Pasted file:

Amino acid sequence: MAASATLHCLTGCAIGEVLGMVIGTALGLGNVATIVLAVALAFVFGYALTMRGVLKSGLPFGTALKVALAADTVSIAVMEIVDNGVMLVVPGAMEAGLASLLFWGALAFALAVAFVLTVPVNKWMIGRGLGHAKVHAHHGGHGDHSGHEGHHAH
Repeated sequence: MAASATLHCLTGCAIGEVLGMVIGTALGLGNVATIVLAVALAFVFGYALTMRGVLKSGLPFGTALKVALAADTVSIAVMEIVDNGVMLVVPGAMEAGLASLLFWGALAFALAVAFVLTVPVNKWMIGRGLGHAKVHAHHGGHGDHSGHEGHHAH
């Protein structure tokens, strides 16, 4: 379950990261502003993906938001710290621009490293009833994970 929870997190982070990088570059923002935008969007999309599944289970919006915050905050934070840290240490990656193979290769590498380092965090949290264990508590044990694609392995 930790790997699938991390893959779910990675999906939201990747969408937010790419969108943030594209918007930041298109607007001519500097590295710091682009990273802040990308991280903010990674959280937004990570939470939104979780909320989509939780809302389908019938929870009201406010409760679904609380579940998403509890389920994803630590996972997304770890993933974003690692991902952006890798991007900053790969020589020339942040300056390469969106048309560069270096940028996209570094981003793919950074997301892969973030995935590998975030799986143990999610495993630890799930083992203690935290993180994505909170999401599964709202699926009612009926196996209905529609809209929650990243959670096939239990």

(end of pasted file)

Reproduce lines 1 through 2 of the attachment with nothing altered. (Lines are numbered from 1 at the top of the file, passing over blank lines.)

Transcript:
Amino acid sequence: MAASATLHCLTGCAIGEVLGMVIGTALGLGNVATIVLAVALAFVFGYALTMRGVLKSGLPFGTALKVALAADTVSIAVMEIVDNGVMLVVPGAMEAGLASLLFWGALAFALAVAFVLTVPVNKWMIGRGLGHAKVHAHHGGHGDHSGHEGHHAH
Repeated sequence: MAASATLHCLTGCAIGEVLGMVIGTALGLGNVATIVLAVALAFVFGYALTMRGVLKSGLPFGTALKVALAADTVSIAVMEIVDNGVMLVVPGAMEAGLASLLFWGALAFALAVAFVLTVPVNKWMIGRGLGHAKVHAHHGGHGDHSGHEGHHAH